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Supreme Court pursues Centre’s Reply on Aam Aadmi Party’s Plea against President Rule in Delhi

Live Law News Network
24 Feb 2014 12:40 PM GMT
Supreme Court pursues Centre’s Reply on Aam Aadmi Party’s Plea against President Rule in Delhi
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Supreme Court has sought response from the Centre today on a petition filed by Aam Aadmi Party against imposing President's rule in Delhi.

A bench comprising justices R M Lodha and Dipak Misra issued notice to the Centre asking it to respond within 10 days on the issue raised by the AAP. But it refrained from issuing notice to BJP and Congress which were made parties in the petition, saying it only wants to deal with the constitutional issue.

"It is a constitutional issue so whoever has passed the order has to answer," the bench said. As per the reports, they further said that they don't want it to be a political contest.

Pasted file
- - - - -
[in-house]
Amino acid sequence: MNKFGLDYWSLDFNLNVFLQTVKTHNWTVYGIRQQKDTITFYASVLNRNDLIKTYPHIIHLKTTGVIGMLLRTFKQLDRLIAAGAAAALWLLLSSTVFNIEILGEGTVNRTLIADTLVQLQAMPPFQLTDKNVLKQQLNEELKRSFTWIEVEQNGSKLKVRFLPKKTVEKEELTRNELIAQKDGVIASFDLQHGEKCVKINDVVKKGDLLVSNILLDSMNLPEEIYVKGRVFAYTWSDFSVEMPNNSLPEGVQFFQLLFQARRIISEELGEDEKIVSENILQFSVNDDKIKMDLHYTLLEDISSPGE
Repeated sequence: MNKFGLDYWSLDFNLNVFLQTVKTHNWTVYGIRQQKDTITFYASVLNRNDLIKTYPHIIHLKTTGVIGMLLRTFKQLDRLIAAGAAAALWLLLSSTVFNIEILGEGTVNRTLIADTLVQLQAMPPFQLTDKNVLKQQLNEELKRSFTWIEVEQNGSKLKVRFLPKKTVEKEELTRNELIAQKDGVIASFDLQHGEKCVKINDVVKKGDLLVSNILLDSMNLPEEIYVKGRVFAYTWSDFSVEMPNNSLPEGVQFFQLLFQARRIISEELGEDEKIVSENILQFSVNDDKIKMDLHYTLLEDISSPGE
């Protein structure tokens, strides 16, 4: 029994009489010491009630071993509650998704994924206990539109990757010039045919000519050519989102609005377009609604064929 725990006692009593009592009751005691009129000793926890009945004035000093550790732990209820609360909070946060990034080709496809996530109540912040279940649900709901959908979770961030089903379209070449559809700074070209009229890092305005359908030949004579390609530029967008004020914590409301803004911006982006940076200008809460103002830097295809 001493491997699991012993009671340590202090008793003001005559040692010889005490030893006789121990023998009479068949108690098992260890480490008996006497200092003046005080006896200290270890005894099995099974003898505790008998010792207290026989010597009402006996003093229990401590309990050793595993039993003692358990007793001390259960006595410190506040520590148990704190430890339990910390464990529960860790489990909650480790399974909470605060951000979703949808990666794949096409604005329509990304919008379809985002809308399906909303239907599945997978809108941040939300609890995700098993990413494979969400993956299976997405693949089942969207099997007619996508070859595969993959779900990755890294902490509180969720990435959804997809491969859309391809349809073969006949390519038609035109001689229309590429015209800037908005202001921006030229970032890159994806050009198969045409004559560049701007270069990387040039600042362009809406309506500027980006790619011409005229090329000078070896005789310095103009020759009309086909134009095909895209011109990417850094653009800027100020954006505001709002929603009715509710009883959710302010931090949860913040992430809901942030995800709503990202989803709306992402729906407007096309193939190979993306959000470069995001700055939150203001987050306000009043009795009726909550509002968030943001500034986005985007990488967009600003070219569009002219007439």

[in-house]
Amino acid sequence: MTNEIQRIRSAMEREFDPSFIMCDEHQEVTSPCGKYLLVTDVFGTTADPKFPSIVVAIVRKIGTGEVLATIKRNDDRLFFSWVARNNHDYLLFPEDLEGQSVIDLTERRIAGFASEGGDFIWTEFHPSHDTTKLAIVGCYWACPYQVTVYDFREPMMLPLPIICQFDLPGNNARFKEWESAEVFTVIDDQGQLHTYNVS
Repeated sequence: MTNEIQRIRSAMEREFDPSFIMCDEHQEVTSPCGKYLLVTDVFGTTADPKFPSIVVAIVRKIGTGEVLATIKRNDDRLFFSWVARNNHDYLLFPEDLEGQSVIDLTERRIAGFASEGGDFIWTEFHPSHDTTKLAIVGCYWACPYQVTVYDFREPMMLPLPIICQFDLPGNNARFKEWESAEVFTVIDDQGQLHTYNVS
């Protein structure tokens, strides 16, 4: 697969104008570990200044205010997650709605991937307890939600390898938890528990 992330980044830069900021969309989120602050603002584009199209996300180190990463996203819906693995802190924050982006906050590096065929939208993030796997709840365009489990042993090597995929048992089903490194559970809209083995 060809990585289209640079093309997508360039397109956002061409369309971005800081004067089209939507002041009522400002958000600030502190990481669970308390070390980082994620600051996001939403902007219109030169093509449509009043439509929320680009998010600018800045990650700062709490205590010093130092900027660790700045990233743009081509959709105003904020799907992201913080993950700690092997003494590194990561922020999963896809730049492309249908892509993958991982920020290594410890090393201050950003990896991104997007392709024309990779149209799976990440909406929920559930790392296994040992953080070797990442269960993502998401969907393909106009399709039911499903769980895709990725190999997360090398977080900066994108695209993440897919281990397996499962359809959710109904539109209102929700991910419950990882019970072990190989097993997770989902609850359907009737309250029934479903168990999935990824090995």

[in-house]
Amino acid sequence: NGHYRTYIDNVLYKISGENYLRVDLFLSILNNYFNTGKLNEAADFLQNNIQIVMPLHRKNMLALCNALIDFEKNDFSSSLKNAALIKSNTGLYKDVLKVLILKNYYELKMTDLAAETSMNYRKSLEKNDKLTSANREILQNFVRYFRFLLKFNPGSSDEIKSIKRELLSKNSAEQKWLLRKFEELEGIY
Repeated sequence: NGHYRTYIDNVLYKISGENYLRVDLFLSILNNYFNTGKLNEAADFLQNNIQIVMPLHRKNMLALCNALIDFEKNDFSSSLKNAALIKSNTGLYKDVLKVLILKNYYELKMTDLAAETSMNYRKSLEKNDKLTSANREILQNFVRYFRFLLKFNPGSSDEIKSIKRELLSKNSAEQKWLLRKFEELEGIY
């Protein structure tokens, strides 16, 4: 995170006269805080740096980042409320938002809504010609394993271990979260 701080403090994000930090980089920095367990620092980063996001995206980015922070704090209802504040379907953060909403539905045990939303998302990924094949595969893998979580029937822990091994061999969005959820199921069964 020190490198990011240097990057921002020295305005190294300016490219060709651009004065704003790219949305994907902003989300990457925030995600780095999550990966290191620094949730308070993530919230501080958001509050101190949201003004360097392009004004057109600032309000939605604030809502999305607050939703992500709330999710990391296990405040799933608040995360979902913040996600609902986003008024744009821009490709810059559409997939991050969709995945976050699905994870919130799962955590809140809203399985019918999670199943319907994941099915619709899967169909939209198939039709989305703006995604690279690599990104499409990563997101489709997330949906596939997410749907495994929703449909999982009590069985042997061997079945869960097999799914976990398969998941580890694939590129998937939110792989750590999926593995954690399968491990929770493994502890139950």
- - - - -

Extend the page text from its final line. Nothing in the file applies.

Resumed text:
Earlier, on February 21, the apex court had agreed to hear today the petition seeking a direction to the Lieutenant Governor to dissolve Delhi Assembly and hold fresh polls along with Lok Sabha elections. Live Law Report here.

The joint petition filed on the basis of newspaper reports and documents available in public domain by AAP and Saurabh Bhardwaj, who was a Minister in Kejriwal’s Cabinet, challenged the decision to impose President's rule in Delhi on the recommendation of the Lieutenant Governor alleging it was done to protect Congress leaders and former Chief Minister Sheila Dikshit from corruption charges.

Senior advocate Fali S Nariman appeared for the AAP and explained the facts which led to the filing of the petition. Advocate Prashant Bhushan, who had appeared for AAP, had said there was no possibility of any alternate government in Delhi and the Lieutenant Governor should have dissolved the Assembly. He also contented that order imposing President's rule was with a motive to frustrate the ongoing investigation in those corruption cases in which FIR has been lodged by the Arvind Kejriwal government.

The bench has posted the matter for hearing on March 7.

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